Systems Design with the Socio-Technical Walkthrough

Systems Design with the Socio-Technical Walkthrough

Thomas Herrmann (University of Bochum, Germany)
DOI: 10.4018/978-1-60566-264-0.ch023
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Abstract

Socio-technical systems integrate technical and organizational structures and are related to various stakeholders and their perspectives. The design of socio-technical systems has to support this integration and to take the differing perspectives into account. To support this goal, the design concepts have to be represented with appropriate documentation methods, which combine formal and informal aspects. Communication processes have to be facilitated which systematically refer to these kinds of documentation. Therefore a socio-technical, semi-structured modeling method (SeeMe) is introduced. It represents socio-technical concepts with diagrams which can be developed, evaluated and improved by the socio-technical walkthrough (STWT). This facilitation method—together with a corresponding software-tool—has proven to be suitable for socio-technical design in complex, practical projects.
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A maximum of explicitness leads to a minimum of understandability

—Ungeheuer, 1982

(translated from the German p. 328)

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Introduction

Socio-technical systems comprise the interaction and dependencies between aspects such as human actors, organizational units, communication processes, documented information, work procedures and processes, technical units, human-computer interactions, and competencies. They are characterized by continuous evolution which is influenced by interests, conflicts and power relations. The socio-technical walkthrough (“STWT,” Herrmann, Kunau, Loser and Menold, 2004a; Herrmann, Loser and Jahnke, 2007) is a methodological approach to take this multitude of aspects into account and to make them the subject of communication, negotiation and decisions in the course of the development of socio-technical systems. The documents which accompany the STWT mirror these aspects and build bridges between the developing competencies, organizational change, programming or configuration of software and identification of appropriate hardware. We suggest that the expectations of the various stakeholders being involved are better met:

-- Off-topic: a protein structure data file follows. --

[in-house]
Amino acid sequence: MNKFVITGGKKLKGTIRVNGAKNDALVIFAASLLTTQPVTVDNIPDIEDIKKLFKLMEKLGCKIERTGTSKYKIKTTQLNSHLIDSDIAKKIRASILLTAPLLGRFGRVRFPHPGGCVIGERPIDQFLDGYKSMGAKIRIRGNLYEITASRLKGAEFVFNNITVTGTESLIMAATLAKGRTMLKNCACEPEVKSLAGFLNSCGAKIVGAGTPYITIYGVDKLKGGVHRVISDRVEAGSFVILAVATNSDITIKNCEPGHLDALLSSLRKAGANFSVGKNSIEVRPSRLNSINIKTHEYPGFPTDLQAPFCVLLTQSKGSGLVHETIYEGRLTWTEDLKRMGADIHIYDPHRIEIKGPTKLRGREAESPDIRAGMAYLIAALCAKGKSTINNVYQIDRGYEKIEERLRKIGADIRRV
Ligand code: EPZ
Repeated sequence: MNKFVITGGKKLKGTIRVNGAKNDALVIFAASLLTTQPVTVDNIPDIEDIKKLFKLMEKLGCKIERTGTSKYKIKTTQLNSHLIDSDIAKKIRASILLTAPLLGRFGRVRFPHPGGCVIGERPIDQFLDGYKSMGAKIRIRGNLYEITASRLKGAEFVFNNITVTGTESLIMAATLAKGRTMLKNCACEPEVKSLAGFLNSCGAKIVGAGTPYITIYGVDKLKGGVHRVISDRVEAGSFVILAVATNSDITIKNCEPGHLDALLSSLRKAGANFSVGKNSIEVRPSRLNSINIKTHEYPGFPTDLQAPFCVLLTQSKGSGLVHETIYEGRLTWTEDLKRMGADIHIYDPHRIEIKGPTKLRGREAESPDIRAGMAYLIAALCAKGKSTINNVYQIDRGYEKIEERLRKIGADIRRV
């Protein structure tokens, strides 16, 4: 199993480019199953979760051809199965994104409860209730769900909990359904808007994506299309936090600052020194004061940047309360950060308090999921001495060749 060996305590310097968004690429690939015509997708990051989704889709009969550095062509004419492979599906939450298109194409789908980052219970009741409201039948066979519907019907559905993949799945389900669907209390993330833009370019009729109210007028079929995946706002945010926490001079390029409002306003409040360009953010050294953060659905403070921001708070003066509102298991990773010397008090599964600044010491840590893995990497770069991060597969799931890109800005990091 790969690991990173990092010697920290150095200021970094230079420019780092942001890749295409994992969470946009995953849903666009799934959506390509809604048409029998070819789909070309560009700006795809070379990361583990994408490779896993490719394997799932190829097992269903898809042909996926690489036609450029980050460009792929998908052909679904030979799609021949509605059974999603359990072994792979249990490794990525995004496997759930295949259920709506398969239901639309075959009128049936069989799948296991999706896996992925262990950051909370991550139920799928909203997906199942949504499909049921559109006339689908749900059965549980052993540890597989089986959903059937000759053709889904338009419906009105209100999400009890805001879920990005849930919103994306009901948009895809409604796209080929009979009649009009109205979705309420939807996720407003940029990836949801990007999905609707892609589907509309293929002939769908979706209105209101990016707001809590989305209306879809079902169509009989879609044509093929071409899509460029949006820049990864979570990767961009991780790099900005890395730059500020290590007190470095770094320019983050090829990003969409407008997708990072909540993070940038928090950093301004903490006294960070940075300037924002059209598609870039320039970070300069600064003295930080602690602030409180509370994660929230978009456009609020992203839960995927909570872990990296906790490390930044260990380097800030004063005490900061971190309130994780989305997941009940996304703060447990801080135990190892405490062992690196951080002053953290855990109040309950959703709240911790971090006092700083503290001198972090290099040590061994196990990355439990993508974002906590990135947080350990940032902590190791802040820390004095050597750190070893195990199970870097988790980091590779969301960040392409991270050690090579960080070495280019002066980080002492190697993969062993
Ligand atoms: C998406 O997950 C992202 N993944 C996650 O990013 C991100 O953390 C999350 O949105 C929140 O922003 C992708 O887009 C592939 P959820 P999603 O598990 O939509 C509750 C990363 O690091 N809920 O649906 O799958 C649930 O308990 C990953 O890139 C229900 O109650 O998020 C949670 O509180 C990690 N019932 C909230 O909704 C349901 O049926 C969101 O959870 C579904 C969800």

• • the more technical and organizational structures as well as relevant competencies are integrated and aligned to each other, and

  • • the more the different perspectives of the stakeholders are taken into consideration, valued and integrated during the discourse which accompanies the participatory design and evolution of socio-technical systems.

Systematical support of socio-technical system design can be based on a wealth of methods, guidelines and principles, for example design principles according to Eason (1988)Cherns (1976) and (1987); “ETHICS,” Mumford, (1995); “scenario-based design,” Carroll, (1995); or “socio-technical requirements-engineering,” Jones & Maiden, (2005). The background of Participatory Design (e.g. “MUST,” Kensing, Simonsen and Bødker, 1996) provides guidance on how to integrate the experience of different stakeholders. However, the documentation of the requirements and concepts which accompany the design process do not usually sufficiently support an integrated view on varying aspects such as technical and organizational structures. The experience within a series of practical projects reveals that the available approaches, like prototyping, diagrams of use cases, story boards, mock-ups as well as a set of different visualizations (e.g. for contextual design Holtzblatt, 2002) do not sufficiently support an integrated (over-)view of the interrelationships between the aspects of socio-technical systems. For example, prototypes direct the feedback of evaluators on issues of screen design and lead to a neglect of issues concerning work processes and cooperation between users.

Key Terms in this Chapter

Socio-Technical Diagram: Graphical representation of a system which can be based on a predefined modeling notation.

Walkthrough: Deliberate inspection of the documentation of a system which applies step-by-step a selected set of prepared questions.

Contingency: Characterizes those relations between a stimulus and a system’s reaction which are possible but not necessary.

Stakeholder: all roles which are affected by or have an interest in a socio-technical system

Semi-Structured Modeling: Systematic description of a socio-technical system which combines context-free specifications which vague descriptions.

Socio-Technical Documentation: All kinds of representations, including diagrams, which describe the structures and processes of the interplay and integration between a social system and its technical components.

Vagueness: Incomplete specifications within the documentation of a socio-technical system which are either incomplete or possibly, but not necessarily, incorrect under certain conditions

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